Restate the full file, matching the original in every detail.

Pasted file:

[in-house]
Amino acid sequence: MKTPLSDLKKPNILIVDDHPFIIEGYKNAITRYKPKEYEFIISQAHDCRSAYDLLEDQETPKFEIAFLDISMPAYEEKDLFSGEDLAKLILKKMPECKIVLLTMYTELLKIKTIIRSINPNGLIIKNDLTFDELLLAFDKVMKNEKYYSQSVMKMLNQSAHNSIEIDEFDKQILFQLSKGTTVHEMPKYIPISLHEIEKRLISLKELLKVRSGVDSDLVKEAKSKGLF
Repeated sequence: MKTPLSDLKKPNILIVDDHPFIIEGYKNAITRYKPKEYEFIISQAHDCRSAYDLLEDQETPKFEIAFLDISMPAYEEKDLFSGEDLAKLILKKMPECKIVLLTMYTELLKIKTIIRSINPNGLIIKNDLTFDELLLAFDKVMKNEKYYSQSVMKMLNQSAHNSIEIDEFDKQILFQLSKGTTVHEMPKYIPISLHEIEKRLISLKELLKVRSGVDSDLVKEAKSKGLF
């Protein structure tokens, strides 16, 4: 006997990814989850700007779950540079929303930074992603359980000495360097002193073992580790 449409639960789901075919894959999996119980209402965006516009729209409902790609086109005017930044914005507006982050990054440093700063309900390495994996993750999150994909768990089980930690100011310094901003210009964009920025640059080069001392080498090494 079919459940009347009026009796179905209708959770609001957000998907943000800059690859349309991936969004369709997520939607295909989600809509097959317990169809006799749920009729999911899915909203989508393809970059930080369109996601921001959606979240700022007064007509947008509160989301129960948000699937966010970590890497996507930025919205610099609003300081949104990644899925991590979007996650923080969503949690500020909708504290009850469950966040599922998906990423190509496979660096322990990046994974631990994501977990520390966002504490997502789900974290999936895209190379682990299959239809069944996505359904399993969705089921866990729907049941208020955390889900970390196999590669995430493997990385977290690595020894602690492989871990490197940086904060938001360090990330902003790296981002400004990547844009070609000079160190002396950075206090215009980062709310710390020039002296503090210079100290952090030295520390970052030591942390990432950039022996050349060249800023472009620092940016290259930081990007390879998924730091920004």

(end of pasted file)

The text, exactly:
[in-house]
Amino acid sequence: MKTPLSDLKKPNILIVDDHPFIIEGYKNAITRYKPKEYEFIISQAHDCRSAYDLLEDQETPKFEIAFLDISMPAYEEKDLFSGEDLAKLILKKMPECKIVLLTMYTELLKIKTIIRSINPNGLIIKNDLTFDELLLAFDKVMKNEKYYSQSVMKMLNQSAHNSIEIDEFDKQILFQLSKGTTVHEMPKYIPISLHEIEKRLISLKELLKVRSGVDSDLVKEAKSKGLF
Repeated sequence: MKTPLSDLKKPNILIVDDHPFIIEGYKNAITRYKPKEYEFIISQAHDCRSAYDLLEDQETPKFEIAFLDISMPAYEEKDLFSGEDLAKLILKKMPECKIVLLTMYTELLKIKTIIRSINPNGLIIKNDLTFDELLLAFDKVMKNEKYYSQSVMKMLNQSAHNSIEIDEFDKQILFQLSKGTTVHEMPKYIPISLHEIEKRLISLKELLKVRSGVDSDLVKEAKSKGLF
């Protein structure tokens, strides 16, 4: 006997990814989850700007779950540079929303930074992603359980000495360097002193073992580790 449409639960789901075919894959999996119980209402965006516009729209409902790609086109005017930044914005507006982050990054440093700063309900390495994996993750999150994909768990089980930690100011310094901003210009964009920025640059080069001392080498090494 079919459940009347009026009796179905209708959770609001957000998907943000800059690859349309991936969004369709997520939607295909989600809509097959317990169809006799749920009729999911899915909203989508393809970059930080369109996601921001959606979240700022007064007509947008509160989301129960948000699937966010970590890497996507930025919205610099609003300081949104990644899925991590979007996650923080969503949690500020909708504290009850469950966040599922998906990423190509496979660096322990990046994974631990994501977990520390966002504490997502789900974290999936895209190379682990299959239809069944996505359904399993969705089921866990729907049941208020955390889900970390196999590669995430493997990385977290690595020894602690492989871990490197940086904060938001360090990330902003790296981002400004990547844009070609000079160190002396950075206090215009980062709310710390020039002296503090210079100290952090030295520390970052030591942390990432950039022996050349060249800023472009620092940016290259930081990007390879998924730091920004």